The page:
The security device industry leader Cisco recently shocked many enterprises by admitting to a vulnerability in many of its products that could allow an attacker to take complete control over an appliance. The company said that this was traceable to default, authorised SSH keys in all of its virtual appliances for web security, email security and content security management.
There could be few more serious bugs for any enterprise to deal with, given the scope for an attacker who discovers the default SSH key to do almost anything they wish with vulnerable boxes, as are installed in great number around the world by virtue of Cisco’s prominent market-leading position. It was apparently support reasons that motivated the incorporation of the default key into the software.
Cisco’s advisory said: “A vulnerability in the remote support functionality of Cisco WSAv, Cisco ESAv, and Cisco SMAv Software could allow an unauthenticated, remote attacker to connect to the affected system with the privileges of the root user.”
Such a vulnerability is unfortunately by no means unique to Cisco’s software, with one security engineering manager, Tod Beardsley, commenting that most providers of firmware now realised how much of a “Bad Idea” telenet-based remote administration was, resulting in a greater tendency towards secure shell (SSH) based administration consoles.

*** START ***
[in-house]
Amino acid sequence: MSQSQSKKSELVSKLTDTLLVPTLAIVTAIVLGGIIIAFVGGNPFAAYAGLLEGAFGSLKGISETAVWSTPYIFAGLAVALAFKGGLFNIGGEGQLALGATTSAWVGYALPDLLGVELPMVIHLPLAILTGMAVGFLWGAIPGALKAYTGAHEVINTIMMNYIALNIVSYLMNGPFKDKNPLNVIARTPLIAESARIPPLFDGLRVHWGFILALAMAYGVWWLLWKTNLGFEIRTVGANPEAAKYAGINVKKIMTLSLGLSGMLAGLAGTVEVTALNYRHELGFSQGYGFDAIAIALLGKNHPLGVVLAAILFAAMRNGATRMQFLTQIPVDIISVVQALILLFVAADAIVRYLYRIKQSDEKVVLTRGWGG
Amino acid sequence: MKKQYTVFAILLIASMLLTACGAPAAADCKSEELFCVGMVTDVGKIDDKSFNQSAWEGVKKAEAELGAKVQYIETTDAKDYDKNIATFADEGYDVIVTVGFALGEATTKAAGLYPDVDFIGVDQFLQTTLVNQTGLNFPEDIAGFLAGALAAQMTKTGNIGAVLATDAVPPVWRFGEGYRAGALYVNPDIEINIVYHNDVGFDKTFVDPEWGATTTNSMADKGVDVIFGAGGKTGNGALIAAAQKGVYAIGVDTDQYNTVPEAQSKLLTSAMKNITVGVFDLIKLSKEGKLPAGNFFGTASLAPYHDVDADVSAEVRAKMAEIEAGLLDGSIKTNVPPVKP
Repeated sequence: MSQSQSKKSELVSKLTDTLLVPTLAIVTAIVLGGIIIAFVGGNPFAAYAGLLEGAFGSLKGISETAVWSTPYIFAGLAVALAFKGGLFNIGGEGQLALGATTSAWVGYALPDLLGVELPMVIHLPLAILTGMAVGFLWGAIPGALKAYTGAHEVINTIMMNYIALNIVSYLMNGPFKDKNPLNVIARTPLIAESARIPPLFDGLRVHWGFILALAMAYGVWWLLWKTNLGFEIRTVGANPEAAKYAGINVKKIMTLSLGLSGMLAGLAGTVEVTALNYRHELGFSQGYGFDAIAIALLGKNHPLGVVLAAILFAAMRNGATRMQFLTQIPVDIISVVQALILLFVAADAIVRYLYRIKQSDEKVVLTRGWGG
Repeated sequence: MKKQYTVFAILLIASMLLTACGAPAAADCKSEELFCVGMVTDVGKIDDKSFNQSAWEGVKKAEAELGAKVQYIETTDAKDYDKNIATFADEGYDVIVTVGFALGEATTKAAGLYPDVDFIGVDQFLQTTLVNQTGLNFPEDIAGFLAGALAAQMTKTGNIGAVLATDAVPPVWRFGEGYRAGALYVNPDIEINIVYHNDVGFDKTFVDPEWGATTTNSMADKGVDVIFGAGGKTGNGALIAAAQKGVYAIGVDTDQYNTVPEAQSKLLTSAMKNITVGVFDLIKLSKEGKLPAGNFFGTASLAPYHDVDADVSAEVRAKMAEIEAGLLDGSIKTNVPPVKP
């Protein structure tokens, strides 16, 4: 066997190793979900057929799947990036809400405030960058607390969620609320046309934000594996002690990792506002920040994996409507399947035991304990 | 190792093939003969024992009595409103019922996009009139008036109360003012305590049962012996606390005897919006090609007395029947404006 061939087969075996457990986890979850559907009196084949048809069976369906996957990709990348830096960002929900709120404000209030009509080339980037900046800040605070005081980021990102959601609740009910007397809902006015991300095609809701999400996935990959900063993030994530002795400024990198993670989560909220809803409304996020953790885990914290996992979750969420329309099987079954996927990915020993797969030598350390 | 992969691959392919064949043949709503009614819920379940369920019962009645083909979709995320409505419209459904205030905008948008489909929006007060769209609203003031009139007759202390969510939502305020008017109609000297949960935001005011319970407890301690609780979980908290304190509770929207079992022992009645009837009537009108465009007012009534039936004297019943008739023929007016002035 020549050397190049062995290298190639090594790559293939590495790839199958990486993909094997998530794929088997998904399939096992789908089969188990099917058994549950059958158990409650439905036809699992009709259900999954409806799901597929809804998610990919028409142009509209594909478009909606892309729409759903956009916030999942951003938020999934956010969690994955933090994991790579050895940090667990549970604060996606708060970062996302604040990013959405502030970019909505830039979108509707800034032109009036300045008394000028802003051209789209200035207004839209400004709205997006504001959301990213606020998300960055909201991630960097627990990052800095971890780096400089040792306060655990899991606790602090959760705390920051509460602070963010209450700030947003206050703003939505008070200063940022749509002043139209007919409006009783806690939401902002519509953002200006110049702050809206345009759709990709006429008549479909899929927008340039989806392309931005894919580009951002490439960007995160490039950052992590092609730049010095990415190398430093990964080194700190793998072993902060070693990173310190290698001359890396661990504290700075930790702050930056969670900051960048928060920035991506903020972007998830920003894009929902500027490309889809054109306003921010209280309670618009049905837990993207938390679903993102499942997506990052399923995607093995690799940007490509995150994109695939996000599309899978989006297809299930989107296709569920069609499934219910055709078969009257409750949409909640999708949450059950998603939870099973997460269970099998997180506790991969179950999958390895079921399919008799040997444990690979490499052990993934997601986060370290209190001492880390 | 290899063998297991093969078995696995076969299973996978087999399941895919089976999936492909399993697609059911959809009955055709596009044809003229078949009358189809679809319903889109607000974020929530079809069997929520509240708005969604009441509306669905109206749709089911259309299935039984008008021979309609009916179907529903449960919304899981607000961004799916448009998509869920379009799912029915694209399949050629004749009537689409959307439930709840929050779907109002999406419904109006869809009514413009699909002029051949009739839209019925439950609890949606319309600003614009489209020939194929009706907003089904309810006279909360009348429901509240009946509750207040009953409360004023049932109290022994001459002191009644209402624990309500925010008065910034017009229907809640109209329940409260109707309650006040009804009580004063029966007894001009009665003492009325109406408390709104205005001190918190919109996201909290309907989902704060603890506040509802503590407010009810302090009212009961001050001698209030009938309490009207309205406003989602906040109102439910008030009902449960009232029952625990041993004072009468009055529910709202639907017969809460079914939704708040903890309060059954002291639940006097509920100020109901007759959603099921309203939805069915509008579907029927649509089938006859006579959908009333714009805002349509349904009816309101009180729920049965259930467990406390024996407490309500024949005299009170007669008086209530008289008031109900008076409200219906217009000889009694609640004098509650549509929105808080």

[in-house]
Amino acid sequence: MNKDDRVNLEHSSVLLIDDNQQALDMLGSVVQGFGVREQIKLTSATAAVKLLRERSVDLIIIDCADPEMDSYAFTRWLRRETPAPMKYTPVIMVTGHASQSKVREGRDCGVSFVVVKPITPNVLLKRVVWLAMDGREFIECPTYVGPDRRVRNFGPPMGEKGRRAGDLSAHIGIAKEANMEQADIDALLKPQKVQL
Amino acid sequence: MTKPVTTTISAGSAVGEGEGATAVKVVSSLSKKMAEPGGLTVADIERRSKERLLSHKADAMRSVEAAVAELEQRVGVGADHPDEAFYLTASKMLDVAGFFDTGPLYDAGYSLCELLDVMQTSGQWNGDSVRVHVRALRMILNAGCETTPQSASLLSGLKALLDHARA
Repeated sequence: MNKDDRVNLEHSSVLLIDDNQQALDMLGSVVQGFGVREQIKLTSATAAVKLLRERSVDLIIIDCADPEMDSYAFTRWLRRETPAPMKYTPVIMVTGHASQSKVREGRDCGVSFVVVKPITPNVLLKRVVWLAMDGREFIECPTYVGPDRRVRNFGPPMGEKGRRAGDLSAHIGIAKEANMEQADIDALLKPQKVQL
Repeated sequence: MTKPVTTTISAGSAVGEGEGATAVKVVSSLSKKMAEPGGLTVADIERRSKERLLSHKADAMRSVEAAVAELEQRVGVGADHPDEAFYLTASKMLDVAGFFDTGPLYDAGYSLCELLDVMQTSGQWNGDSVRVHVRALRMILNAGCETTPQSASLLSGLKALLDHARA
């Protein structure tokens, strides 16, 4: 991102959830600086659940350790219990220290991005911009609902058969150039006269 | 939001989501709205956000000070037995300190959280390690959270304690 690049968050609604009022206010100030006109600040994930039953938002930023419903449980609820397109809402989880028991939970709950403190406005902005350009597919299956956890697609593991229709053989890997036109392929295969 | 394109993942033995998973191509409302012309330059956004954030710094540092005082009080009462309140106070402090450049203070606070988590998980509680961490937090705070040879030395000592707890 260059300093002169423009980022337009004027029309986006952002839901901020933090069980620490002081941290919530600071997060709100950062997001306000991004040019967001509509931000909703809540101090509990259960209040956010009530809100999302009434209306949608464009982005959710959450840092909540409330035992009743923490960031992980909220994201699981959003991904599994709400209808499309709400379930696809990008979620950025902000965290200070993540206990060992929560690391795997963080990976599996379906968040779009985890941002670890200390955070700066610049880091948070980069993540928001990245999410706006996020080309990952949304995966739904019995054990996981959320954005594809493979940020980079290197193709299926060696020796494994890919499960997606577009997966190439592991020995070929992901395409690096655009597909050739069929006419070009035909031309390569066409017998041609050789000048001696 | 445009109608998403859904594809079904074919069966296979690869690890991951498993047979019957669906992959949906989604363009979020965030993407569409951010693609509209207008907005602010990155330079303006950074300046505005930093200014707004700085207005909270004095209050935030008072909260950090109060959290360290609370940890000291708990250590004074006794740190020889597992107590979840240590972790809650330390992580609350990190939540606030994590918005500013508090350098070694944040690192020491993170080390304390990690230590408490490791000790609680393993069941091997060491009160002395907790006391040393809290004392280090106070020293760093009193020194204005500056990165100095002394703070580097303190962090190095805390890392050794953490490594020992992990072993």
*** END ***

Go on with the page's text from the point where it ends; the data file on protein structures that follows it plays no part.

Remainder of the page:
However, Beardsley said that vendors occasionally mistakenly shipped a single default SSH key across an entire product line. “While it’s better than telnet, all it takes for an attacker to compromise these devices is to get a hold of one of them (or an Internet mirror of the firmware), extract the key, and then go to town.
“As we come across devices like this, we recommend that vendors instead have a ‘first boot’ procedure that dynamically generates a unique SSH key for that device. That way, the keys are distinct per customer, and not shared among all customers and whomever else gets a hold of the key.”
An attacker exploiting the Cisco vulnerability would enjoy essentially undetected access to a target system, with the firm admitting that this would be especially simple to do if the attacker had a man-in-the-middle position in a target network.
Cisco said that although no workaround for the vulnerability existed, it had released patches for all affected versions of the software. With the company stating that it had discovered the bug during internal security testing, such a story seems to confirm – once again – just how crucial it is for all kinds of organisations to keep a close eye on their security arrangements and take appropriate action if any of their systems turn out to be susceptible.